There are also many other topics discussed and criticized in the Satadusani, which are not readily traceable in the Advaita classics of the pre-Desika period that are now extant. These might have been in vogue at the time of Desika and having been acquainted with them in the course of the debate, he must have stated them in the Satadusani. We learn from the biographical accounts of Desika that the Satadusani was composed after debates that Desika had with the Advaitins and the arguments advanced in the discussions were summed up in the several Vadas of the Satadusani. It is, therefore, possible that some of the arguments which are not traceable in the Advaita works now extant must have been urged in the course of the debates by the Purvapaksins in defence of their own system as the possible views of their system. Or it may be that in the course of examining the position of the Purvapaksin all the possible views on a particular subject, whether or not they are embodied in works by the Purvapaksin, might have been stated. Such a thing is not uncommon in a polemical work. In Khandana-Khanda Khadya, for instance, Sri Harsa formulates sometimes more than fifteen  alternatives against the view of the opponent and examines them critically one by one. It is not necessary that all the alternatives raised should have been textually embodied by the opponent. Vedanta Desika who seems to have in mind Sri Harsha’s work follows more or less the same style and manner in his refutation of Advaita doctrines. Desika himself points out in one place that several alternatives are raised in order to clear the doubts in the minds of the laymen who are unacquainted with the philosophical truths (mandamati sammohafamaniiya uparyasya nirastah)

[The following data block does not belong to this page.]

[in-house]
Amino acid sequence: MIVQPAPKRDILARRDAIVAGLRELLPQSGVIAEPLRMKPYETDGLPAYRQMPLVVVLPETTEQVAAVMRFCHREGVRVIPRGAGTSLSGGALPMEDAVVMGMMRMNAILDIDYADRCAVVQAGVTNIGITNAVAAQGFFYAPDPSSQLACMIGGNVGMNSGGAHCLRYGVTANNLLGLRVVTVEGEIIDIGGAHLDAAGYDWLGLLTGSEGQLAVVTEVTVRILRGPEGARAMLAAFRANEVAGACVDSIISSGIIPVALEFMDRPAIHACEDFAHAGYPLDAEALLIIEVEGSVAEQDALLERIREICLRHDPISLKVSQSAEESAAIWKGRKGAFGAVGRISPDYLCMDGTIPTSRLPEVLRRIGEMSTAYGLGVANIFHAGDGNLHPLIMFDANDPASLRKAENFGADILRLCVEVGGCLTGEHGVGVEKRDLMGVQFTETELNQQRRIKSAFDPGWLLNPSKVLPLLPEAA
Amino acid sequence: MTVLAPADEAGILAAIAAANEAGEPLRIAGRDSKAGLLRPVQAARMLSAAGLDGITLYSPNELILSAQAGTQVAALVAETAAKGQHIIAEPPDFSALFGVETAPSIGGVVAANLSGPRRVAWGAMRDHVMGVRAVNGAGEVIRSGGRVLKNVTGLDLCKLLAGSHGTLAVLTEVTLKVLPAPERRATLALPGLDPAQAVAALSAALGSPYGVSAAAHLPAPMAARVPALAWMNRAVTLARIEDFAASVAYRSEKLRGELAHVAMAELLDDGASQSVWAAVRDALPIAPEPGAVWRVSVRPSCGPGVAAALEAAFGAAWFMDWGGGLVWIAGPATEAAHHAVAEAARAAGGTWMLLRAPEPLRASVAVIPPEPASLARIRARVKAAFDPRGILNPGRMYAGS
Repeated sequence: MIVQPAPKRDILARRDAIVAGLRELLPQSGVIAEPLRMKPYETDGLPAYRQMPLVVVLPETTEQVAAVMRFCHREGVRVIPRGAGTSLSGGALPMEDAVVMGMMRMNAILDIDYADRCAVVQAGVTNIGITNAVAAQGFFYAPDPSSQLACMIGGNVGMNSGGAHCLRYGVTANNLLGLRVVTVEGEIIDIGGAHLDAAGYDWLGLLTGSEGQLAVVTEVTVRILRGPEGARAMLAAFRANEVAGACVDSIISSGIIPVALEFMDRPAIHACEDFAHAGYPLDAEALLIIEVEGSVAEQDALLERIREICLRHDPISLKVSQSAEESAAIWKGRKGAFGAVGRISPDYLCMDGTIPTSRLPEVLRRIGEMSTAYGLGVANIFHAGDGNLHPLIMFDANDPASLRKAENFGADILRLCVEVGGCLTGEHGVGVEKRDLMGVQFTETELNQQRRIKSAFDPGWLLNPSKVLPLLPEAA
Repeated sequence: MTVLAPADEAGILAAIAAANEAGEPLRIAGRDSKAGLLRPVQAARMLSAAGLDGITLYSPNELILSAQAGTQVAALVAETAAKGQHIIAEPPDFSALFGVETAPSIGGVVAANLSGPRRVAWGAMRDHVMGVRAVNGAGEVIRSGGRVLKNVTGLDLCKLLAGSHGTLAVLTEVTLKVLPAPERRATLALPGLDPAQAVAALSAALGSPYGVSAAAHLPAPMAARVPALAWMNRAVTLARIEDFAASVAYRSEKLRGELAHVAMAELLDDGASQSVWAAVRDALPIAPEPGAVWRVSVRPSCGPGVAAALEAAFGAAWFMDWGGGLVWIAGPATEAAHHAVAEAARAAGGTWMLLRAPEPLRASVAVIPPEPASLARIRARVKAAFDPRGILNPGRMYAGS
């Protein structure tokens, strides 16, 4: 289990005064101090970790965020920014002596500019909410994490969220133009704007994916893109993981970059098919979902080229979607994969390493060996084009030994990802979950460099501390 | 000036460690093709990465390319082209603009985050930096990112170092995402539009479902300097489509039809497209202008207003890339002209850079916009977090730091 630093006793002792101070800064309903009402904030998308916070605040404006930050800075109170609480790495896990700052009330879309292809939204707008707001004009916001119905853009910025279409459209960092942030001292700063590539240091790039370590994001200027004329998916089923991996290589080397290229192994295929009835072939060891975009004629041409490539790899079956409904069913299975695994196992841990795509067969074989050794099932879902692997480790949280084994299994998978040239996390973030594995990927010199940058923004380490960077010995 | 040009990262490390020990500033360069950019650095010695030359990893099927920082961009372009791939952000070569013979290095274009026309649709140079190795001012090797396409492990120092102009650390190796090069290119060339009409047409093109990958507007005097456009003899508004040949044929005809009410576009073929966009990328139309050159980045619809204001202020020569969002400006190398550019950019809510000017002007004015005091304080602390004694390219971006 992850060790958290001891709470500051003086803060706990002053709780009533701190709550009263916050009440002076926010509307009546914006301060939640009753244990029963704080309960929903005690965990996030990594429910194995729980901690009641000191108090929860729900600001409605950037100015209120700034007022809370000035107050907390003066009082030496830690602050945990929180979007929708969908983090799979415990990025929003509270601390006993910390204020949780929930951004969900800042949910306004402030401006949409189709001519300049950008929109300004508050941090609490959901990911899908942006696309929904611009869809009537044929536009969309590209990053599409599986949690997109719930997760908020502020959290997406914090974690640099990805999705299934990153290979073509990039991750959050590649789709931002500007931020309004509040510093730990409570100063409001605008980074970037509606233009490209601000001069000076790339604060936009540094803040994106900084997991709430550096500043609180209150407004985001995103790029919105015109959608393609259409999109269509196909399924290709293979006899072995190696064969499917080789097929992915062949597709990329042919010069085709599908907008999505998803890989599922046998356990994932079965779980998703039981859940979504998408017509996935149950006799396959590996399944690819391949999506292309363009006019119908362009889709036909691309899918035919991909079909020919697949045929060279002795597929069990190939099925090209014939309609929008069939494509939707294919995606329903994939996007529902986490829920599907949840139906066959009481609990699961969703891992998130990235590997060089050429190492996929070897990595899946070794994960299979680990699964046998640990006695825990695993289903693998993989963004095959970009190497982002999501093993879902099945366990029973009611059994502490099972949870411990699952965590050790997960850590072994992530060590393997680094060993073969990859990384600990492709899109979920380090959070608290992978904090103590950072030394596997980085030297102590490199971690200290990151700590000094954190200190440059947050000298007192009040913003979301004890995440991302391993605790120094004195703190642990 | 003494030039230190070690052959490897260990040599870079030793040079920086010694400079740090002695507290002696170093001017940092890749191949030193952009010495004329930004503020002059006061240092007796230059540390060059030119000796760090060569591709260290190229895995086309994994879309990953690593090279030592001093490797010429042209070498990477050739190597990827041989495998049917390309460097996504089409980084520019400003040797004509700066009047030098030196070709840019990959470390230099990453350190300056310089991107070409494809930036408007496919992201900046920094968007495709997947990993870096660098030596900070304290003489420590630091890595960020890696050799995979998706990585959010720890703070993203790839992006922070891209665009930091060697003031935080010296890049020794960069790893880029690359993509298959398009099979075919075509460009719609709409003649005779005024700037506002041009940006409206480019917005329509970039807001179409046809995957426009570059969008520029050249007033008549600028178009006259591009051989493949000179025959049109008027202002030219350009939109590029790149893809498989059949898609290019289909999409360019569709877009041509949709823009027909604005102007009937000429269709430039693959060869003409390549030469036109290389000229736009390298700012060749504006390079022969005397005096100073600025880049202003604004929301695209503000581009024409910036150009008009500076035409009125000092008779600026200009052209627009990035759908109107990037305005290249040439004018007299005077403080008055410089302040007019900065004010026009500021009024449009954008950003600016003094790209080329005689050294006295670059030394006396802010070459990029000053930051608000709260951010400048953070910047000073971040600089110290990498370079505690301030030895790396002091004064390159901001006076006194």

VII Sequence of Topics in the Satadusani